In May of this year, Montgomery County, one of the largest and wealthiest suburbs in DC, held a forum on urban development. Paul Grenier, writing for The American Conservative, commented on what he saw as a divide in the way the word “development” was being used. On the one side, council member Marc Elrich and economist Michael Shuman used the word development to refer to the good of the city. Grenier explains that “They asked qualitative questions about how to create as good a city as possible, and how to make the economy serve the interests of that good.” On the other side were the well-paid consultants who focused on “growth” and fixated on the development of the economy.
Grenier notes that this divide represents the difference between classical thought and modern thought. Whereas classical thought emphasizes the particularities of local communities and emphasizes the shared pursuit of citizens for the common good, modern thought strips away the particular quirks of particular places and instead emphasizes the universality of the market.
Council member Elrich began the forum by asking “what is the best kind of city.” Such a question likely conjures up thoughts of the local coffee shops and the diner where everyone knows your name and the older buildings with a strong sense of history. Elrich refers to “small spaces” which I take to mean those places that provide a sense of intimacy and locality. If development means seeking the good of the city, not just its growth, then perhaps creating (or more often, preserving) these small spaces might be just as important as bringing in big corporations with the hope of stimulating the economy and driving growth.
While small spaces often create jobs and generate market growth, participation in the big, global market can generate even greater profit. But is that really what matters? Can the good of the city really only be understood materialistically? Grenier, in parsing through this difference of thought between classical and modern thought writes:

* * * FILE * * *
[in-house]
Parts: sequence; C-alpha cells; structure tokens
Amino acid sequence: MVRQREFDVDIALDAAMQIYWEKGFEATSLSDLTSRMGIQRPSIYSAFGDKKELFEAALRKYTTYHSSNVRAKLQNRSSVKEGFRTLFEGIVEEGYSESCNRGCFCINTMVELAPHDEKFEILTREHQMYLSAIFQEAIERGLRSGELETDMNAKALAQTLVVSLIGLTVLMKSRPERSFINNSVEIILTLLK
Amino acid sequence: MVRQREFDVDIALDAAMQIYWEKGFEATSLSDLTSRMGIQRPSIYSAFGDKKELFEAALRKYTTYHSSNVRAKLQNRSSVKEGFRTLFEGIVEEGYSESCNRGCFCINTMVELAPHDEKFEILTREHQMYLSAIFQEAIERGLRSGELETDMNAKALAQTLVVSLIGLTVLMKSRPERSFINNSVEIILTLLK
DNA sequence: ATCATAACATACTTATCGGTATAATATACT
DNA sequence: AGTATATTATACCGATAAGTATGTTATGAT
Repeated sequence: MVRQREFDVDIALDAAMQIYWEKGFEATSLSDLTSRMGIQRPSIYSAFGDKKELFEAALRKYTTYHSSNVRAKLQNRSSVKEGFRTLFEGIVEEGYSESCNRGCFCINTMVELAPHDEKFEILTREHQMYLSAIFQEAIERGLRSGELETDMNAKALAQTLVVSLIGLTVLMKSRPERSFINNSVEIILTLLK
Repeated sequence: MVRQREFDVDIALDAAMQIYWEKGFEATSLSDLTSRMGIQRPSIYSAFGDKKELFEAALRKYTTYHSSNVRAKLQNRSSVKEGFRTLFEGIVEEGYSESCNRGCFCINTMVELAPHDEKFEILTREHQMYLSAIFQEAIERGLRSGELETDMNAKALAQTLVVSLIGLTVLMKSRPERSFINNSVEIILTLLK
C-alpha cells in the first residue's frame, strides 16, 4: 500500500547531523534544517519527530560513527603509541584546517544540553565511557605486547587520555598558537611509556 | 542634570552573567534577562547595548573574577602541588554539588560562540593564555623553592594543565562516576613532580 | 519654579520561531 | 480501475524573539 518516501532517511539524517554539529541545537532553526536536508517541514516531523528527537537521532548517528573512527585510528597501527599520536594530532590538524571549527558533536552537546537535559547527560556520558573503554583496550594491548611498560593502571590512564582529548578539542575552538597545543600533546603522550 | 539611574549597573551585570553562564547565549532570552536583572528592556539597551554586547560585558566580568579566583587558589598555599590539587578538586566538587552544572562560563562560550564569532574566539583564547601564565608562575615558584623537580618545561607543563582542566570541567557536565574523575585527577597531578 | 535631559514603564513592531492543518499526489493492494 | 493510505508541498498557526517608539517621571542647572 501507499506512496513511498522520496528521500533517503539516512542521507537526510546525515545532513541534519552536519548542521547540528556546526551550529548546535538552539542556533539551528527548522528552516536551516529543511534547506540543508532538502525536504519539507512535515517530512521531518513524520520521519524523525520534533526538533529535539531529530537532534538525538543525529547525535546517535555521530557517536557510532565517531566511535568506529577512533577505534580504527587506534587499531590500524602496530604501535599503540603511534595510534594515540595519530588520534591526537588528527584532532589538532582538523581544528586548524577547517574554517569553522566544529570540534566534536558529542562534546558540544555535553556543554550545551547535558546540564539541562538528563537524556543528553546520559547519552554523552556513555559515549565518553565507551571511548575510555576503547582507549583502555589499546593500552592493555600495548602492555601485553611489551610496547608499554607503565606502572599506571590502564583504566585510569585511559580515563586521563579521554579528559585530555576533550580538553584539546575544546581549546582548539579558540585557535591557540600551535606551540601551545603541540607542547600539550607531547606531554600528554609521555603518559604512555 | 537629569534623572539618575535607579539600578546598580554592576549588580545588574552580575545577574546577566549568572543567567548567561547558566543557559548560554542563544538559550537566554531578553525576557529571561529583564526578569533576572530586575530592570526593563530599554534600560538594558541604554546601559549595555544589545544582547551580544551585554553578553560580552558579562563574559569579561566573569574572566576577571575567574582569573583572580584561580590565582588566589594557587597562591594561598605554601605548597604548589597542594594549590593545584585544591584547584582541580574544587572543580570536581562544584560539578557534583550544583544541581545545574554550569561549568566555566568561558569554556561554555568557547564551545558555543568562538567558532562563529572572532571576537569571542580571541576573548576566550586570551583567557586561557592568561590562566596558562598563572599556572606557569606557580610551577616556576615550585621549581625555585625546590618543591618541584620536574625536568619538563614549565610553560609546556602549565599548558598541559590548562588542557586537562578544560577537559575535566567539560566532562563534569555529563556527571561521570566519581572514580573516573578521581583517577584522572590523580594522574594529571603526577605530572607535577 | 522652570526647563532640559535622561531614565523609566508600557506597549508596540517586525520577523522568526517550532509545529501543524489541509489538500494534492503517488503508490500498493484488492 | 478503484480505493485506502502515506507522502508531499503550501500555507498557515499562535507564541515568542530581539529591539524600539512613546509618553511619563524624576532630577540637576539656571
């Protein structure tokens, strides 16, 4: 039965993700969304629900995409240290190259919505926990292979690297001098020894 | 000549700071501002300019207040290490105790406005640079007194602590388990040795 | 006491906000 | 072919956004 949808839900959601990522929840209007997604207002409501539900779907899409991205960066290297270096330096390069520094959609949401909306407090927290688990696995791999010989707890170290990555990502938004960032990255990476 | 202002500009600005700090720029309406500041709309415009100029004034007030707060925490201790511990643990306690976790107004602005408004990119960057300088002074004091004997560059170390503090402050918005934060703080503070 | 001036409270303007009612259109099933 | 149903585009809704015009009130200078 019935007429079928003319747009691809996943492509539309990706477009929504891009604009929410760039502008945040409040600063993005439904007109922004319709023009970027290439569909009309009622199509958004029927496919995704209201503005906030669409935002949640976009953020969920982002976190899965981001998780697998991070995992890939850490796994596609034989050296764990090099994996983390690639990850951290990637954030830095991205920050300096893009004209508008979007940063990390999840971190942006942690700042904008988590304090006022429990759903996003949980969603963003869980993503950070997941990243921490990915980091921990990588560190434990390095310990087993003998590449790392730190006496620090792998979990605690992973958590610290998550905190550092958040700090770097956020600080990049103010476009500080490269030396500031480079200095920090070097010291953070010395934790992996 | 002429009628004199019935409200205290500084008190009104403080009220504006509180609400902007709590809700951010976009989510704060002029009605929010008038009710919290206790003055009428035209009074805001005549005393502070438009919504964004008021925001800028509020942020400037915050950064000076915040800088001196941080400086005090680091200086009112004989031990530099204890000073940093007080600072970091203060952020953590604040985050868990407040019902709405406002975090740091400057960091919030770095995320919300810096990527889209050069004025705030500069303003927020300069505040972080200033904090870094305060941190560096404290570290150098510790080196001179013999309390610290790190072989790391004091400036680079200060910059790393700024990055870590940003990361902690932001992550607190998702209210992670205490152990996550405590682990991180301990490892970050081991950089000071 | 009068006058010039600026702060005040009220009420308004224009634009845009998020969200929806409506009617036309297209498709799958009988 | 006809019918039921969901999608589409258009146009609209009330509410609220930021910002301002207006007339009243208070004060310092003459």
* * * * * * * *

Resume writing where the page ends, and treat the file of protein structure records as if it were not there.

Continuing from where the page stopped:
Modern politics has no well-defined location, not any more than the global marketplace has a location. Classical politics, by contrast, takes place in the city. The city is what classical politics is about.
From the perspective of classical political thought, the city is the optimal scale for organizing political life because it is a scale that is sufficiently complex to allow for human flourishing, but not so huge that the crucial questions can’t be addressed by means of reasoned debate. Scales larger than that—such as the national or the global scale—are so vastly complex that such a conversation can no longer be concrete and to a purpose.
Michael Shuman believes that truly good economic development consists of applying four rules:
- Maximize the percent of local industry and trade that is locally owned.
- Emphasize local self-reliance, not as a means of becoming disengaged from the wider (including global) economy, but so as to engage with it from a position of strength.
- Maintain high labor and environmental standards.
- Create, or maintain, a social, institutional and investment framework that fosters a sort of local entrepreneurial eco-system.
Economic growth is important but it is not the only or even the most important rubric for measuring the flourishing of a city. More important than mere economic growth is the ability for small spaces to give room for tightly knit communities to have the kinds of conversations about justice, goodness, and beauty that grow the human spirit and cultivate friendships.